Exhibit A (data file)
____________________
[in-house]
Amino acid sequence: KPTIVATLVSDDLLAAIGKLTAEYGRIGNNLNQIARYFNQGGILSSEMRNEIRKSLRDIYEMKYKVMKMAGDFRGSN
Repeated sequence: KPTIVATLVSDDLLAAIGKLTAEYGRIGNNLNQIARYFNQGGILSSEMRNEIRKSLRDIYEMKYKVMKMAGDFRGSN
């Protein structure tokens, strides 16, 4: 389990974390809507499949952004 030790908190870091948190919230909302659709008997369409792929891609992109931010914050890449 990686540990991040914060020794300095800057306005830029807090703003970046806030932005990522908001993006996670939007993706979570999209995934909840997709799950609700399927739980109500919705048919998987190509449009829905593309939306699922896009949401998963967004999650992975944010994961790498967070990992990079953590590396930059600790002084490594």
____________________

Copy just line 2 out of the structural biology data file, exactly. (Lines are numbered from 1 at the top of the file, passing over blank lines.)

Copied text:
Amino acid sequence: KPTIVATLVSDDLLAAIGKLTAEYGRIGNNLNQIARYFNQGGILSSEMRNEIRKSLRDIYEMKYKVMKMAGDFRGSN